Kerns: It depends on the disease. For something like large patch, we’re looking at a 30-day interval. For take-all root rot, people want it for 21 days to a one-month interval, but that isn’t happening. It’s going to be more of a 21-day interval. Spring dead spot is also monthly.
Clarke: Most superintendents are looking at 14 days of control with products on greens. With fairways, they would really like to get 21 to 28 days. When conditions for dollar spot are conducive, I think you’re really hard-pressed for any product to last more than 21 days. From that standpoint, Ascernity fits into a rotational spray program very well. There’s no problem getting 14-day control and, in many cases, 21-day control. In certain cases, where the weather is not conducive to dollar spot, you may get more extended control. But 14 to 21 days is pretty much what superintendents are expecting and I think that’s what they will get with this product. Agnew: The great thing about Posterity XT for fairways is that it controls over 20 diseases for up to 28 days. It is not common to get such long control of so many diseases with one product.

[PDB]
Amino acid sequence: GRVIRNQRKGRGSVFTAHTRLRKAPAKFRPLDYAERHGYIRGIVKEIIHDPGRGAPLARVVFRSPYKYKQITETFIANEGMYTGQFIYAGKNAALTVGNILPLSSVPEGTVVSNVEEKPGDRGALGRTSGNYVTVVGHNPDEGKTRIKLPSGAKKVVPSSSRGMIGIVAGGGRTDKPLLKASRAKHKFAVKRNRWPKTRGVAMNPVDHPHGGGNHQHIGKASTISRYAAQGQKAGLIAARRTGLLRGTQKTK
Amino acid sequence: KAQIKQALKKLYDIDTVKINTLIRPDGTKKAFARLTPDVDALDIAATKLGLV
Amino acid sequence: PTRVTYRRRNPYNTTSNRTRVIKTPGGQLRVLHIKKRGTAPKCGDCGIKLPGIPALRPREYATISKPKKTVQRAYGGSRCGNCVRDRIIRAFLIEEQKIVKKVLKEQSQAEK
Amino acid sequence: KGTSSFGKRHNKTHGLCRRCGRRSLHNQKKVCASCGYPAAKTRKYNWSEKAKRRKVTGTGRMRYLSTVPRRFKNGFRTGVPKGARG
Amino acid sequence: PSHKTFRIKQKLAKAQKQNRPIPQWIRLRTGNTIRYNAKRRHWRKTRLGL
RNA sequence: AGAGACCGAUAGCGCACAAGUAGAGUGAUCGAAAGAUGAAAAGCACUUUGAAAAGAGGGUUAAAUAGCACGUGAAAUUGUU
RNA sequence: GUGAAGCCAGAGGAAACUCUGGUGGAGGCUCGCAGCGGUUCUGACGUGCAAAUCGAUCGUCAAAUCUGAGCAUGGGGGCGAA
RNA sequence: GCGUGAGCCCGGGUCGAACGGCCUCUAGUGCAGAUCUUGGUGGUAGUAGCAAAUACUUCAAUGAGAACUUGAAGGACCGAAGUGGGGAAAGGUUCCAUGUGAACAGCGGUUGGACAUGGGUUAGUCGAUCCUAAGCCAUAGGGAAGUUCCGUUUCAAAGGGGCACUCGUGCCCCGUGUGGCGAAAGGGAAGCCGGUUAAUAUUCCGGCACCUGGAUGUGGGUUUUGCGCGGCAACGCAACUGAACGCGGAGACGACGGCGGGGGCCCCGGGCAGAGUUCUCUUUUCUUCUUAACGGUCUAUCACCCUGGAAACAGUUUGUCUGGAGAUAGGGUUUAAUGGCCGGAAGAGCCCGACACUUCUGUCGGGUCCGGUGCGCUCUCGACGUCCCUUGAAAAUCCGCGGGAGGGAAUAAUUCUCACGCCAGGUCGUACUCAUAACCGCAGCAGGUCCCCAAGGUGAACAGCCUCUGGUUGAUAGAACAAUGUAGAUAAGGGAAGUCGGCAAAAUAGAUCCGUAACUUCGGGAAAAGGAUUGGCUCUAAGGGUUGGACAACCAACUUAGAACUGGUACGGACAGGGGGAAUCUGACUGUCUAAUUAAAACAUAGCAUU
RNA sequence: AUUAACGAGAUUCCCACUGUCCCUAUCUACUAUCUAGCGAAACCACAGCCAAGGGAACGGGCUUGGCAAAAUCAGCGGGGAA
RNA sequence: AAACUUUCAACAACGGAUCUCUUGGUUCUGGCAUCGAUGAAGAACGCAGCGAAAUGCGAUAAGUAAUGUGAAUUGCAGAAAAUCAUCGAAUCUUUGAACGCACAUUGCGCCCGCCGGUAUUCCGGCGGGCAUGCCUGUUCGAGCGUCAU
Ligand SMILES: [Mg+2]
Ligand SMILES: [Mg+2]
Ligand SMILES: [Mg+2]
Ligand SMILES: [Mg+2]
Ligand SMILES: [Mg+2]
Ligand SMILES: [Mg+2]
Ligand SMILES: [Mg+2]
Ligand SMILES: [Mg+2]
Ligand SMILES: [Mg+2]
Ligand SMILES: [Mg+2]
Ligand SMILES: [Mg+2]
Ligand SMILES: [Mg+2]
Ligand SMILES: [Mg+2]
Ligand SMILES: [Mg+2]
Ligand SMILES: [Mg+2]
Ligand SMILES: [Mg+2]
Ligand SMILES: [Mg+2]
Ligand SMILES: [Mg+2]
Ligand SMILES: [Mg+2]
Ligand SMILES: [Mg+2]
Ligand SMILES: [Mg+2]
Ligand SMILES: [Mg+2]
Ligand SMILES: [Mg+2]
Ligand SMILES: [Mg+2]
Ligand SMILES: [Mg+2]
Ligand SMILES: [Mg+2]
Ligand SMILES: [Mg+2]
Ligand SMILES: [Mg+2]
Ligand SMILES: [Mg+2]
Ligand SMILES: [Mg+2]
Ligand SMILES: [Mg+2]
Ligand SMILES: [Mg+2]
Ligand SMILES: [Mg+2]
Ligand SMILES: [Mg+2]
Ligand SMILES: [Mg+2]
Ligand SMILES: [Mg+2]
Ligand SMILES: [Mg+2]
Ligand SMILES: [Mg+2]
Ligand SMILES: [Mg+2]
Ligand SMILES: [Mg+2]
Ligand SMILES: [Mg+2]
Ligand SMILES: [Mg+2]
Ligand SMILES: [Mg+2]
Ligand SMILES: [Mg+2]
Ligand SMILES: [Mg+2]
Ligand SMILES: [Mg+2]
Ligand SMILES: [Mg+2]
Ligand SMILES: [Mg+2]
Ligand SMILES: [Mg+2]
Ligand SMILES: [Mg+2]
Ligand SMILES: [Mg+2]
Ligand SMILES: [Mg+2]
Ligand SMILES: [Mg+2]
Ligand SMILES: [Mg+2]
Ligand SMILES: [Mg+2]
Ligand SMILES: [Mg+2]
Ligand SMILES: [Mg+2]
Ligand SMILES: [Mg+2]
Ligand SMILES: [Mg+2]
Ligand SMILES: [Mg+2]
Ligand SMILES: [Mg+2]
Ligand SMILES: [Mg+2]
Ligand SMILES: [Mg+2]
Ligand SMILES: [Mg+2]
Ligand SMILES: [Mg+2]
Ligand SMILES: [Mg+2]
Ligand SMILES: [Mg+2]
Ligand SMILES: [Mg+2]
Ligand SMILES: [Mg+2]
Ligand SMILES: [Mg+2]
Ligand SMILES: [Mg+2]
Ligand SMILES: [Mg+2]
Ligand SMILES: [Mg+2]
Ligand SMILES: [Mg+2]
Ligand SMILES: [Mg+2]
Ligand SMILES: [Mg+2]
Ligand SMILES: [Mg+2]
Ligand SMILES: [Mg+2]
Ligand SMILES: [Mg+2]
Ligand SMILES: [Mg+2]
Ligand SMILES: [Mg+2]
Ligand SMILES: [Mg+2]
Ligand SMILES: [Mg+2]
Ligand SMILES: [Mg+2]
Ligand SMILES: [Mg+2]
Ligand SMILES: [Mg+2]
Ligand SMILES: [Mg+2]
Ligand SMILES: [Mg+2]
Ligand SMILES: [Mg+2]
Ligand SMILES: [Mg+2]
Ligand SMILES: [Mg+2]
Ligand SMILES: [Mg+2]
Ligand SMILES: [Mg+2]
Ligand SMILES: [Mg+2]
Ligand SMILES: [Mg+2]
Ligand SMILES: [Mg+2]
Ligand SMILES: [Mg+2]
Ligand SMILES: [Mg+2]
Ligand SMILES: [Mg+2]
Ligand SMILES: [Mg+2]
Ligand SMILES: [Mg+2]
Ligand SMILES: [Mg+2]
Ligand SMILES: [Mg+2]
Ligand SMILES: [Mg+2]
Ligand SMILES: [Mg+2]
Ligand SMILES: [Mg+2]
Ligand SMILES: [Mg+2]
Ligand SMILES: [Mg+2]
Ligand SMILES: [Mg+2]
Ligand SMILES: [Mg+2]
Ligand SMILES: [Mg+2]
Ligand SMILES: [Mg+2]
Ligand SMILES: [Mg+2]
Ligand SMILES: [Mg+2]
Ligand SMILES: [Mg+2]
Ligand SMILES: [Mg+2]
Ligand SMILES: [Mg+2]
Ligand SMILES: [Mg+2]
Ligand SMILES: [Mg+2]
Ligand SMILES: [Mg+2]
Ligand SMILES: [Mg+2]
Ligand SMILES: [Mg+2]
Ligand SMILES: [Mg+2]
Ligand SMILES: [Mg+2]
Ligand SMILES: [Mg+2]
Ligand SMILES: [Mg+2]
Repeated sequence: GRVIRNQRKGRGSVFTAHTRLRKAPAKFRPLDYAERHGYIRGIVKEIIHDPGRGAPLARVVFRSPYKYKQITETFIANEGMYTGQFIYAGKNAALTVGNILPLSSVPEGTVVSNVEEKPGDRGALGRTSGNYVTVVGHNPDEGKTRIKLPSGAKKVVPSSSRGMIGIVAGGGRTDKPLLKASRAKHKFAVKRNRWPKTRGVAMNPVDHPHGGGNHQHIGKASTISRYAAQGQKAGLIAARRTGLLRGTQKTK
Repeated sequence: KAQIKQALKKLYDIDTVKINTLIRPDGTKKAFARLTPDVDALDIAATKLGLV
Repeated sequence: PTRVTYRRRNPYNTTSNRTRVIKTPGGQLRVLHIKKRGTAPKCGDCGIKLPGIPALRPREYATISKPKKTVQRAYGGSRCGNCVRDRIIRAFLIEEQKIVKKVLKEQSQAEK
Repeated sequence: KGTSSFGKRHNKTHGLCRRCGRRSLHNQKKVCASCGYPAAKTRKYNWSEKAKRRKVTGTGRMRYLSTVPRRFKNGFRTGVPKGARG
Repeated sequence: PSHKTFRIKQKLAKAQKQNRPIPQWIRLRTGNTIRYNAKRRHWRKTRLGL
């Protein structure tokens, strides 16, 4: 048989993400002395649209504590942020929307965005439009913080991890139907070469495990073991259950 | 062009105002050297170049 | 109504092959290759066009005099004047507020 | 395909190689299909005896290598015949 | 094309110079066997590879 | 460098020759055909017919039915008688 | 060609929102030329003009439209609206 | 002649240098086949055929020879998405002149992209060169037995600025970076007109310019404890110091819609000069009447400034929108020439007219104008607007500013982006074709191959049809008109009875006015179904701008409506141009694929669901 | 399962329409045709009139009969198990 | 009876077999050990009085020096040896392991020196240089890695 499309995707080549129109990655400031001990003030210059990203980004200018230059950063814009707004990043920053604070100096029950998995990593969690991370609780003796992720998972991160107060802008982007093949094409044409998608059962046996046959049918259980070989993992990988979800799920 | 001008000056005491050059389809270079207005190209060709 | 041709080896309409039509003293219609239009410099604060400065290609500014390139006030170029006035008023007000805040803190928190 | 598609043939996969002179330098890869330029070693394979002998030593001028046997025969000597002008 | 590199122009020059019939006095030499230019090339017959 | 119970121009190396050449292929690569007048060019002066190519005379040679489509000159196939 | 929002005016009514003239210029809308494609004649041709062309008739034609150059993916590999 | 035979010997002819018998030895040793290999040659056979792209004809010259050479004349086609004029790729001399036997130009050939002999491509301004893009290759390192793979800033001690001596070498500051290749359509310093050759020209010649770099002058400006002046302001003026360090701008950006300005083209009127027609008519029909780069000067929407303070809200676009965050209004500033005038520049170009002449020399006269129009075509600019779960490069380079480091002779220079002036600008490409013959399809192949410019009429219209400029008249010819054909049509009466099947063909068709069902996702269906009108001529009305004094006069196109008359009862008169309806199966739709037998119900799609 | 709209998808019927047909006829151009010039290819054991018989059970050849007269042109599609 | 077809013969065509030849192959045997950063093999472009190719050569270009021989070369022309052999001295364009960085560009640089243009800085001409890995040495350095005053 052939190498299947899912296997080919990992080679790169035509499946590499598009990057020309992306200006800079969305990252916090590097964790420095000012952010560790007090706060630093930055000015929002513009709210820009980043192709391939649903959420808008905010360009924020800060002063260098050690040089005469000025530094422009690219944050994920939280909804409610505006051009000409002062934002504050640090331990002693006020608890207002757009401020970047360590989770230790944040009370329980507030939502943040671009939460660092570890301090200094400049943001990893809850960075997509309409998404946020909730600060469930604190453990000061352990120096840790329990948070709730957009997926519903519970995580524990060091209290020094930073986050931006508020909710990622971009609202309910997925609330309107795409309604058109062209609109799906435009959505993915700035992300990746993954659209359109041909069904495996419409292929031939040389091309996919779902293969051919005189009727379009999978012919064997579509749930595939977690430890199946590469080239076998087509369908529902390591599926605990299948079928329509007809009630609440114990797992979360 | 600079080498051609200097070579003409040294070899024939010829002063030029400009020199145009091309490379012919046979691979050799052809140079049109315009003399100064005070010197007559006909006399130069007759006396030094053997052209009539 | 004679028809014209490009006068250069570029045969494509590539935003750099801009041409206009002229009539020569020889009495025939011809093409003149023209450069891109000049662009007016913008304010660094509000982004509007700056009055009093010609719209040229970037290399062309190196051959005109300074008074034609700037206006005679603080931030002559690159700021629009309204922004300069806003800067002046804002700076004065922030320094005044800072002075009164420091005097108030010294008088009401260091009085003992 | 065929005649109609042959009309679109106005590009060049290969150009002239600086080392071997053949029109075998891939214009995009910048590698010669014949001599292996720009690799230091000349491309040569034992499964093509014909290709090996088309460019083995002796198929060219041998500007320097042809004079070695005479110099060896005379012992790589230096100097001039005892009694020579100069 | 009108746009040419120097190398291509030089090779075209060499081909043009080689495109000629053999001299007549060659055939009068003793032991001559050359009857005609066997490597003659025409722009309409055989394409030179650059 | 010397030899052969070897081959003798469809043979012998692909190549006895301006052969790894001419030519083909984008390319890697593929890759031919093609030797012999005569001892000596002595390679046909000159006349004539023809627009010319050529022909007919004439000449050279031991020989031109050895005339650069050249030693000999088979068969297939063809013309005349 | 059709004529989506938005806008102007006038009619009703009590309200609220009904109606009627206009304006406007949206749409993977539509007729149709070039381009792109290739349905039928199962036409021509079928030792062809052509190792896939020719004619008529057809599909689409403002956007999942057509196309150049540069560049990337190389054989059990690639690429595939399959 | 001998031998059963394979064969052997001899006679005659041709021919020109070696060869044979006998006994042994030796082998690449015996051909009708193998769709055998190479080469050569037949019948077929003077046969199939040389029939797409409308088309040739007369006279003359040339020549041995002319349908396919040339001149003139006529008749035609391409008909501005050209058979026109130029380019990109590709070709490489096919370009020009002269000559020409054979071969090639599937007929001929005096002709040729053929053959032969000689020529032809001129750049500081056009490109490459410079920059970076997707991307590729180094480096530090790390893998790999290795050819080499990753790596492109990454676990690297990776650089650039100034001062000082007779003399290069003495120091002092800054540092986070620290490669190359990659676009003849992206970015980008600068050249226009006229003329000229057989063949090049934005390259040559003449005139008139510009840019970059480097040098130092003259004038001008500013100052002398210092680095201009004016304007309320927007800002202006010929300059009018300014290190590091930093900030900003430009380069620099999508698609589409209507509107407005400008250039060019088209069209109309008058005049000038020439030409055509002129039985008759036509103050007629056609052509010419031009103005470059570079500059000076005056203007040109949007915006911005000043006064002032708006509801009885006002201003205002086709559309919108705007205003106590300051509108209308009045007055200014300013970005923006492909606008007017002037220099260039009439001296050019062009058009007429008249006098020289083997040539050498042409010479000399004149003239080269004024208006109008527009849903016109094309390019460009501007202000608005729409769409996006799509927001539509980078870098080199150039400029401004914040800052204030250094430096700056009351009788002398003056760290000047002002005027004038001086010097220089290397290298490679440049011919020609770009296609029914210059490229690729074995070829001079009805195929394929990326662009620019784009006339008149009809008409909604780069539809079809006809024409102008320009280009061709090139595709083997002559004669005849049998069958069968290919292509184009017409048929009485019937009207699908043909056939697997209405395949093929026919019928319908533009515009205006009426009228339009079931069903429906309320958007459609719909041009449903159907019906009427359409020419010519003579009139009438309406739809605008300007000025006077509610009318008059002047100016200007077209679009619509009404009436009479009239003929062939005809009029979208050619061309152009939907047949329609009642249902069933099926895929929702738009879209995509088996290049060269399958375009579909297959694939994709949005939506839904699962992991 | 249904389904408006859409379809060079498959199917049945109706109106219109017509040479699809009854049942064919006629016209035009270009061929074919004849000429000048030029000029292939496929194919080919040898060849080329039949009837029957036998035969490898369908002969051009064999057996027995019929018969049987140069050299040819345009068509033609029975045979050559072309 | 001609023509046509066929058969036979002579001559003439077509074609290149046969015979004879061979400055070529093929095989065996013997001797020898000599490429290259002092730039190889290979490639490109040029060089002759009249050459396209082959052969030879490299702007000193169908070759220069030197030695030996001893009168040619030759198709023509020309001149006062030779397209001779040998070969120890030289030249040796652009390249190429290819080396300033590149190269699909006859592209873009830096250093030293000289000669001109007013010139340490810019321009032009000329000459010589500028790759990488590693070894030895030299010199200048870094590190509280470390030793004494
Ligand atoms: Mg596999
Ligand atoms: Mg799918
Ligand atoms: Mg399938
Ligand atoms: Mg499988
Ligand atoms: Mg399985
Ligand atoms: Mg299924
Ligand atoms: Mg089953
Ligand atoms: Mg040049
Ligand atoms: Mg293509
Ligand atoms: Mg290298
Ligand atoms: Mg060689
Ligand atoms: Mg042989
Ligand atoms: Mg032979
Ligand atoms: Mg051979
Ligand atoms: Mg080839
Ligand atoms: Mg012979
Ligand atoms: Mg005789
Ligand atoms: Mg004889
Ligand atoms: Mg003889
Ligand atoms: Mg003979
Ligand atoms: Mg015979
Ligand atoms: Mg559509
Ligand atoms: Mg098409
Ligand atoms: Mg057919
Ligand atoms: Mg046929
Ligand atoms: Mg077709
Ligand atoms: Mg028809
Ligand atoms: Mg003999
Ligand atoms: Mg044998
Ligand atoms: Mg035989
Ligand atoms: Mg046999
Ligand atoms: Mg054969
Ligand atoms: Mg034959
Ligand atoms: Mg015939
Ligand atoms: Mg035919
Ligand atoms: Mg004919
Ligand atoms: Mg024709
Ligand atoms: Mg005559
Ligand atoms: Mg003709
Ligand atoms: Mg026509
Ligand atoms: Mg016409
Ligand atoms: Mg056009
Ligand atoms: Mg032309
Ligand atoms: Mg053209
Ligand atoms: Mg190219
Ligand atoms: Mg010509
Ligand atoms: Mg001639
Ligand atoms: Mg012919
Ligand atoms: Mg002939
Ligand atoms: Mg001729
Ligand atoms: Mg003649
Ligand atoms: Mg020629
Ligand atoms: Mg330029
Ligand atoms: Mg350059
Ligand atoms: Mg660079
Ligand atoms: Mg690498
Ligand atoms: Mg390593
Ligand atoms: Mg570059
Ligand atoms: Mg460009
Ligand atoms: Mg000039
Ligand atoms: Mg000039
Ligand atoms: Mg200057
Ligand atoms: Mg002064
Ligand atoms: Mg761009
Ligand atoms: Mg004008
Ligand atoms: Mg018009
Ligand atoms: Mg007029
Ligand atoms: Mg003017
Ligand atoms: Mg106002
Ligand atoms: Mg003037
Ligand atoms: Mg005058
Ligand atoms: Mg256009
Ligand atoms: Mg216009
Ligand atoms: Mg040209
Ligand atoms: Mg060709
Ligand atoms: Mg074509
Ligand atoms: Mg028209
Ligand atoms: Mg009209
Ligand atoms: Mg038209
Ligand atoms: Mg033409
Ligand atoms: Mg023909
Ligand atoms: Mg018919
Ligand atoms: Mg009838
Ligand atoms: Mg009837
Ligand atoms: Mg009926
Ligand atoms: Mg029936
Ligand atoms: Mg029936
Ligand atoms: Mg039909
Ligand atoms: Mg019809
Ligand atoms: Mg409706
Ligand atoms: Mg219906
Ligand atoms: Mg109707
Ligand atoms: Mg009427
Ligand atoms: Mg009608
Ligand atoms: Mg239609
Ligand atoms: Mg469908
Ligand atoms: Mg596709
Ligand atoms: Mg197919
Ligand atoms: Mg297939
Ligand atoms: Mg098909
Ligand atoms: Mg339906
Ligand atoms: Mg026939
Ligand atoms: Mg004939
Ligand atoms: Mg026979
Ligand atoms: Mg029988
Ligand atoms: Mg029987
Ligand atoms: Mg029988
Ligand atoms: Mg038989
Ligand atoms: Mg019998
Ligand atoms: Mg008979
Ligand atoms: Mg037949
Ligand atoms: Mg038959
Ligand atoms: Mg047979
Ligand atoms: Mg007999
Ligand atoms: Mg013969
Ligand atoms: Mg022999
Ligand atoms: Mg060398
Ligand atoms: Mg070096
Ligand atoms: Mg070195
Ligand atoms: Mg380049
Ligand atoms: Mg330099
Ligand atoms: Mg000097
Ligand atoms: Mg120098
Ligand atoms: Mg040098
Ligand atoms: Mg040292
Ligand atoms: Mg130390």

What is your role after a product reaches the market?
Clarke: Once a product comes to market, our work isn’t done, it’s only beginning. We get a lot of questions from superintendents about new fungicides. You have to put information about these products in perspective in comparison to current standards in the market. We have five or six years of research data from our trials before something is released. That gives us a lot of comfort in terms of being able to make a recommendation — or at least a statement — of how effective a product is under a variety of conditions. Kerns: It’s been easy to this point. Now that they have opened Pandora’s box, that means the questions will start … and rightfully so. Once superintendents learn about pricing, then there are a lot of questions. Clarke: Working at a university, we don’t have to worry about price, just efficacy. We let superintendents know how effective something is and they decide whether it can work in their budget.